Fault Lines by Emily Itami

Mizuki is a square peg in a round hole. Despite her efforts to break the mould, she finds herself cast as a Japanese housewife and mother of two. She loves her kids, but needs more from life than crafting the ultimate lunchbox bento. She’s more ambivalent about her perennially exhausted salaryman husband, who’s tethered to his phone and barely registers her as a person, let alone a woman. So she’s primed for rebellion when she crosses paths with the attentive Kiyoshi, a restaurateur who’s managed to carve out a life free of the restrictions of Japanese adulthood.

Under the guise of showing Kiyoshi the hidden Tokyo neighbourhoods and bars and people she knew in her earlier, more adventurous life, Mizuki starts to rediscover a sincere love for her city – and for freedom. At first, she deludes herself that her relationship with Kiyoshi will be harmlessly platonic, but it inevitably turns romantic. Eventually, she’ll have to choose: live a suffocating but secure life with her adored children and solid provider Tatsuya, or metaphorically jump off the balcony with Kiyoshi.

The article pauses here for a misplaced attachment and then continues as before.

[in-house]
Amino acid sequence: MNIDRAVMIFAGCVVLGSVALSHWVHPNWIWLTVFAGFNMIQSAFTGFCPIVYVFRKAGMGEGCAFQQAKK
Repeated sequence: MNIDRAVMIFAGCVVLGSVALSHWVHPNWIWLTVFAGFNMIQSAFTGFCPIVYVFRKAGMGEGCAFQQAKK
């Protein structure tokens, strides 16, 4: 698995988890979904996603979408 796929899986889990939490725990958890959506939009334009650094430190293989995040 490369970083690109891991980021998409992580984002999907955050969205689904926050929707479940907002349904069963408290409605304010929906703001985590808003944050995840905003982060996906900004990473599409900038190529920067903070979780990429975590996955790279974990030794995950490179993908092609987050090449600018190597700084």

Mizuki is at a familiar impasse for people approaching middle age: she’s attracted to the lure of a clean slate, but knows it isn’t really possible. For her, a love of family and place is a comfort, but also an albatross around the neck. Whatever she ends up choosing will be tainted by the knowledge that there’s a difference between love and happiness.

Itami’s assured debut is a compelling, satisfying and complex love story, not just between Mizuki and Kiyoshi, but between a regretful woman and her home town, her kids and her life choices. It deftly shows how the pull of societal expectations can be so difficult for women to resist, especially within such a regimented culture.


Rebecca Crisp works as a bookseller at Readings Carlton.

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Fault Lines

Fault Lines

Emily Itami

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